Denouncing the detention of two Supreme Court judges in the Maldives, United Nations human rights experts warned that the independence of the judiciary is under “serious threat” in the country, as is the principle of separation of powers between the State and the courts.
“It is clear that the rule of law in the Maldives is now under siege,” said the experts in a news release issued Monday by the Office of the UN High Commissioner for Human Rights (OHCHR).
“We call on the Government to refrain from any threats or interference that may hamper the court’s independence as the supreme guardian of the country’s constitution and legislation,” they added.
In the release, José Antonio Guevara Bermúdez, the current Chair-Rapporteur of the Working Group on Arbitrary Detention; and Diego García-Sayán, the UN Special Rapporteur on the independence of judges and magistrates, also stressed that judicial independence, enshrined in the national constitution and in international human rights treaties, had to be guaranteed by the State.
Mr. García-Sayán also raised concern over the timing of the arrests, five days after the Supreme Court had ordered the release and retrial of nine opposition leaders, including former President Mohamed Nasheed.
Following the arrest of Chief Justice H.E. Abdulla Saeed and Ali Hameed Mohamed – shortly after the Government declared a state of emergency – the three remaining Supreme Court judges overturned the order to free the nine leaders.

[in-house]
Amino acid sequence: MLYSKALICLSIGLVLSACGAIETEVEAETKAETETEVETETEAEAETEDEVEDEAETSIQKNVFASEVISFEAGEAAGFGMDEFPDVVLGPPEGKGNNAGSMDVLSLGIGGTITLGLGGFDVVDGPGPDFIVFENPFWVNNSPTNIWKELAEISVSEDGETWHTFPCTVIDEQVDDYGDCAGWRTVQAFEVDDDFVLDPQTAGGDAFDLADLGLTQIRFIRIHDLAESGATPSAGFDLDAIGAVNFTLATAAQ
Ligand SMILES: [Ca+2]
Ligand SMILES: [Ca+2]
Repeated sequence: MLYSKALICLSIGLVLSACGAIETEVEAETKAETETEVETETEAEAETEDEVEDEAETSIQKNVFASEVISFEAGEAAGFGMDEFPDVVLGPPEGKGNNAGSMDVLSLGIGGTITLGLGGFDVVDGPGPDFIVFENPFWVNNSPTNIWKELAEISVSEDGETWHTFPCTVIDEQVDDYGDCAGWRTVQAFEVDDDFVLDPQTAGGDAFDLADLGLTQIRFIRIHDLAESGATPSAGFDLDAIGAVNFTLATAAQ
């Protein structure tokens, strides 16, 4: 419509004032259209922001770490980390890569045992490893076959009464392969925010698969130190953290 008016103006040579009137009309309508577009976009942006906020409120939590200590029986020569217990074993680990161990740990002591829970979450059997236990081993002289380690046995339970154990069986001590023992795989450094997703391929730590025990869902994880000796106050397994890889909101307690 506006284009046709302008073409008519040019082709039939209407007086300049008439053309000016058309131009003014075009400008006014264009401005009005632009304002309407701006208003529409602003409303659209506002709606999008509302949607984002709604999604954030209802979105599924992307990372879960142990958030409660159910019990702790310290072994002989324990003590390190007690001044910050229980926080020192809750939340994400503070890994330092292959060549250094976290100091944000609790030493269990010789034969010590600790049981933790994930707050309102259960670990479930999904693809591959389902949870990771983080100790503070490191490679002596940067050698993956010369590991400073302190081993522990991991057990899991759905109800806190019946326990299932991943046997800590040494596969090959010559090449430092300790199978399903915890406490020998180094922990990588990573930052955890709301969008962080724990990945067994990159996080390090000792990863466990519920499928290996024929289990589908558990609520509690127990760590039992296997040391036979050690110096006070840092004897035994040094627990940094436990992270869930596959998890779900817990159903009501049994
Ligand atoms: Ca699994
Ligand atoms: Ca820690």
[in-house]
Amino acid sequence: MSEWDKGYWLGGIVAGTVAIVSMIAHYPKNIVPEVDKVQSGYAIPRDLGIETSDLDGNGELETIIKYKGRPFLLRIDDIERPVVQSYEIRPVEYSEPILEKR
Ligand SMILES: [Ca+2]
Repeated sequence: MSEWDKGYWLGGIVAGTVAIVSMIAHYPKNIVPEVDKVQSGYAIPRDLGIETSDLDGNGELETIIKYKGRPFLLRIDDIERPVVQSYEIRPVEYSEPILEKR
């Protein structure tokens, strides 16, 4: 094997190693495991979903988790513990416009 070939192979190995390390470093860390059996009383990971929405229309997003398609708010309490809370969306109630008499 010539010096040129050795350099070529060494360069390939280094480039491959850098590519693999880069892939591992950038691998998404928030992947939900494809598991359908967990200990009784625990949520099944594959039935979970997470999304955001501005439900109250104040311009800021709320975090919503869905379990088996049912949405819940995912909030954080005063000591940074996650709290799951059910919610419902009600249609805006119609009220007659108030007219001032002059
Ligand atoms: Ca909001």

“[This] is at best suspicious,” said Mr. García-Sayán, adding that the acts constitutes “an intolerable act of intimidation” against the highest judicial authority in the country.
In the same vein, Mr. Bermúdez underscored that Judges should be able to decide all matters before them impartially, on the basis of facts, and in accordance with the law free of any intimidation.
“[However,] this is not possible when their very liberty and security is threatened,” he stressed.
According to the news release, the UN experts have been in contact with the Government of Maldives regarding their concerns.
UN Special Rapporteurs and independent experts are appointed by the Geneva-based Human Rights Council – the highest UN intergovernmental body on all matters related to human rights – to examine and report back on a specific human rights theme or a country situation.
The positions are honorary and the experts are not UN staff, nor are they paid for their work.
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